Lenihan says the then Taoiseach telephoned his old friend, Derryman Noel Gallagher, who was an indirect link between the IRA and the British. Coincidentally, Gallgher was ten kilometers from Edinburgh to buy horses.
“Reynolds brought Gallagher to meet Helmut Kohl,” says the author. “Gallagher had actually organized meetings in Duisburg, Germany between prominent nationalists and trade unionists in 1988.
“Gallagher told me that Kohl was impressed with Reynolds’ promise to help end the IRA attacks.
“The German Chancellor actually advised the Taoiseach that instead of seeking £ 6bn in funding he should ask for £ 8bn. Reynolds did and got the money. This has enormously strengthened its internal position within Fianna Fail.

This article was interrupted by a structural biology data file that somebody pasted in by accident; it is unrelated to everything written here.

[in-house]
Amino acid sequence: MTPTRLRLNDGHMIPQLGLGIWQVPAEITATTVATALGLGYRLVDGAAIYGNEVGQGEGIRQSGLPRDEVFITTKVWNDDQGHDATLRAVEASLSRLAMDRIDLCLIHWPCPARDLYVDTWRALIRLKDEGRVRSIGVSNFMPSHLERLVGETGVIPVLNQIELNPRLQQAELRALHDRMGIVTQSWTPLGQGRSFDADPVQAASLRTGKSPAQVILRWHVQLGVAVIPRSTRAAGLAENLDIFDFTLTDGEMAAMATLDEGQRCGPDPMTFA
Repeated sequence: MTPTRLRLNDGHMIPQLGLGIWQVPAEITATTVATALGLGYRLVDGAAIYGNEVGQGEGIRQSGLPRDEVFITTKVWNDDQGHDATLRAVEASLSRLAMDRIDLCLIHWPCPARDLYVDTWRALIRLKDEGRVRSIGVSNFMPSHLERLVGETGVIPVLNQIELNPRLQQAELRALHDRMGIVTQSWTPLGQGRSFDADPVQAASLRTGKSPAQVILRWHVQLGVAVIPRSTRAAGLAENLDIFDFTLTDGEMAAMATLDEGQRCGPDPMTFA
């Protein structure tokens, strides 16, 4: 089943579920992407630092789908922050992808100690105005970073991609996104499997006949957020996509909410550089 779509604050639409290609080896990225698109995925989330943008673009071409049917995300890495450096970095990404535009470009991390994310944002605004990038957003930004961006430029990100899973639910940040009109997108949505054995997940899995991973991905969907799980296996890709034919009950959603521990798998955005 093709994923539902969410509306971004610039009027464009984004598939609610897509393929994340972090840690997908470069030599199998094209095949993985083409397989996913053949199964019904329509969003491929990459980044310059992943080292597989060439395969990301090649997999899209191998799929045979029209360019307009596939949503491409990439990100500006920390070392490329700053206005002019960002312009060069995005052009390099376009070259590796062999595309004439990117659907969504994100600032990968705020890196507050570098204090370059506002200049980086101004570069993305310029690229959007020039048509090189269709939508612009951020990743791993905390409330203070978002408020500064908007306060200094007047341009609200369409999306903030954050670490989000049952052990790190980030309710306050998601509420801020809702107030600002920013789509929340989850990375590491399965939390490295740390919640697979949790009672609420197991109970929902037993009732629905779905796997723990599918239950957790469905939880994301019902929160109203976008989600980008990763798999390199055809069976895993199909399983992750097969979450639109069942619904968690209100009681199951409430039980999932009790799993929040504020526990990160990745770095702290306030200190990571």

The book details the Derry businessman’s long history as a liaison between the IRA and the British.
“Noel Gallagher vigorously disputes the British representation of continued contact over the years as being sporadic,” Lenihan said.
“He told me that from 1972 there were meetings between the two parties about every 18 months and sometimes a lot more than that.
“Gallagher received as a gift a painting by Margaret Thatcher and letters from Secretary of State Peter Brooke. He met John Major, Tony Blair and many others. It was not an irregular contact, it was very structured.
Lenihan says IRA arms shipments from Libya in the mid-1980s – which included Semtex, rocket launchers and machine guns with armor-piercing bullets – meant he was fair to southern politicians to pursue a peace initiative.